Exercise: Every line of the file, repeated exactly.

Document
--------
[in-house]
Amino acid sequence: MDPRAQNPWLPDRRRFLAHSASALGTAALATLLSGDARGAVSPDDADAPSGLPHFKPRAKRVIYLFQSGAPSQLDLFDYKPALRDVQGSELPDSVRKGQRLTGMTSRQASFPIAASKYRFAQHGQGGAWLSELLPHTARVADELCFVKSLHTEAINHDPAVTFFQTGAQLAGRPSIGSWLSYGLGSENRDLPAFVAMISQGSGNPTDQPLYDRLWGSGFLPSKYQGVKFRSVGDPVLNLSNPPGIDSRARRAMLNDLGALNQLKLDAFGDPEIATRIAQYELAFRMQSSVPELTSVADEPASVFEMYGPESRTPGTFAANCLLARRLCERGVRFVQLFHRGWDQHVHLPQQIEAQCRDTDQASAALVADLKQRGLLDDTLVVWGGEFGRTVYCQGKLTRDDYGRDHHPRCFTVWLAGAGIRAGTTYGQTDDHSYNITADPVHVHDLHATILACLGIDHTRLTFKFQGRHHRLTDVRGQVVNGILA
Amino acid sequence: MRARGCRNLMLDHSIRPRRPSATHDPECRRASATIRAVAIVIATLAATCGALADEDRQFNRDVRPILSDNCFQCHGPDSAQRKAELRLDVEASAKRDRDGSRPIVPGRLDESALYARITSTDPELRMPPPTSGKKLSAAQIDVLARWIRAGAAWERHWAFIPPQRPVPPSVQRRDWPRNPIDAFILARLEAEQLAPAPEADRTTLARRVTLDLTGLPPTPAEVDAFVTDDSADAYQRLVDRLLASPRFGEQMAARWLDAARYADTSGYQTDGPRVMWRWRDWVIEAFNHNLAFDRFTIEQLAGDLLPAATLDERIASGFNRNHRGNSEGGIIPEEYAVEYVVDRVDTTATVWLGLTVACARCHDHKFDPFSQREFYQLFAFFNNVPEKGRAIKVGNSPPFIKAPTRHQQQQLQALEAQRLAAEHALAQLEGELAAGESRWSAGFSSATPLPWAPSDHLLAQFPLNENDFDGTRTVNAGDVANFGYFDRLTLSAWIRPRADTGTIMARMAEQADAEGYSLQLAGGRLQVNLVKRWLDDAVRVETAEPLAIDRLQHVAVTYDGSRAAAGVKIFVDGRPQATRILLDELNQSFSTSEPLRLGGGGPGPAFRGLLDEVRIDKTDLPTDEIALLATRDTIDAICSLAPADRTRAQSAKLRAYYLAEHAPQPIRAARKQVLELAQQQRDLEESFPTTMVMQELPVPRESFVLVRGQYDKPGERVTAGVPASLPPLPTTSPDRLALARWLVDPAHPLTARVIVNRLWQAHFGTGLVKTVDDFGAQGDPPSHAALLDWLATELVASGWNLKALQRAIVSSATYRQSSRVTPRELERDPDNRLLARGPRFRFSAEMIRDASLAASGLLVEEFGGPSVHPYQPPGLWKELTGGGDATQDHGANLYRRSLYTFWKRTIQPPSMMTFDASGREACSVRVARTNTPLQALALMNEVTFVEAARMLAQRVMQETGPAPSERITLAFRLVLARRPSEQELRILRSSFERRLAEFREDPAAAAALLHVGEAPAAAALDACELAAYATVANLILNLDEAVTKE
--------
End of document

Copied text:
[in-house]
Amino acid sequence: MDPRAQNPWLPDRRRFLAHSASALGTAALATLLSGDARGAVSPDDADAPSGLPHFKPRAKRVIYLFQSGAPSQLDLFDYKPALRDVQGSELPDSVRKGQRLTGMTSRQASFPIAASKYRFAQHGQGGAWLSELLPHTARVADELCFVKSLHTEAINHDPAVTFFQTGAQLAGRPSIGSWLSYGLGSENRDLPAFVAMISQGSGNPTDQPLYDRLWGSGFLPSKYQGVKFRSVGDPVLNLSNPPGIDSRARRAMLNDLGALNQLKLDAFGDPEIATRIAQYELAFRMQSSVPELTSVADEPASVFEMYGPESRTPGTFAANCLLARRLCERGVRFVQLFHRGWDQHVHLPQQIEAQCRDTDQASAALVADLKQRGLLDDTLVVWGGEFGRTVYCQGKLTRDDYGRDHHPRCFTVWLAGAGIRAGTTYGQTDDHSYNITADPVHVHDLHATILACLGIDHTRLTFKFQGRHHRLTDVRGQVVNGILA
Amino acid sequence: MRARGCRNLMLDHSIRPRRPSATHDPECRRASATIRAVAIVIATLAATCGALADEDRQFNRDVRPILSDNCFQCHGPDSAQRKAELRLDVEASAKRDRDGSRPIVPGRLDESALYARITSTDPELRMPPPTSGKKLSAAQIDVLARWIRAGAAWERHWAFIPPQRPVPPSVQRRDWPRNPIDAFILARLEAEQLAPAPEADRTTLARRVTLDLTGLPPTPAEVDAFVTDDSADAYQRLVDRLLASPRFGEQMAARWLDAARYADTSGYQTDGPRVMWRWRDWVIEAFNHNLAFDRFTIEQLAGDLLPAATLDERIASGFNRNHRGNSEGGIIPEEYAVEYVVDRVDTTATVWLGLTVACARCHDHKFDPFSQREFYQLFAFFNNVPEKGRAIKVGNSPPFIKAPTRHQQQQLQALEAQRLAAEHALAQLEGELAAGESRWSAGFSSATPLPWAPSDHLLAQFPLNENDFDGTRTVNAGDVANFGYFDRLTLSAWIRPRADTGTIMARMAEQADAEGYSLQLAGGRLQVNLVKRWLDDAVRVETAEPLAIDRLQHVAVTYDGSRAAAGVKIFVDGRPQATRILLDELNQSFSTSEPLRLGGGGPGPAFRGLLDEVRIDKTDLPTDEIALLATRDTIDAICSLAPADRTRAQSAKLRAYYLAEHAPQPIRAARKQVLELAQQQRDLEESFPTTMVMQELPVPRESFVLVRGQYDKPGERVTAGVPASLPPLPTTSPDRLALARWLVDPAHPLTARVIVNRLWQAHFGTGLVKTVDDFGAQGDPPSHAALLDWLATELVASGWNLKALQRAIVSSATYRQSSRVTPRELERDPDNRLLARGPRFRFSAEMIRDASLAASGLLVEEFGGPSVHPYQPPGLWKELTGGGDATQDHGANLYRRSLYTFWKRTIQPPSMMTFDASGREACSVRVARTNTPLQALALMNEVTFVEAARMLAQRVMQETGPAPSERITLAFRLVLARRPSEQELRILRSSFERRLAEFREDPAAAAALLHVGEAPAAAALDACELAAYATVANLILNLDEAVTKE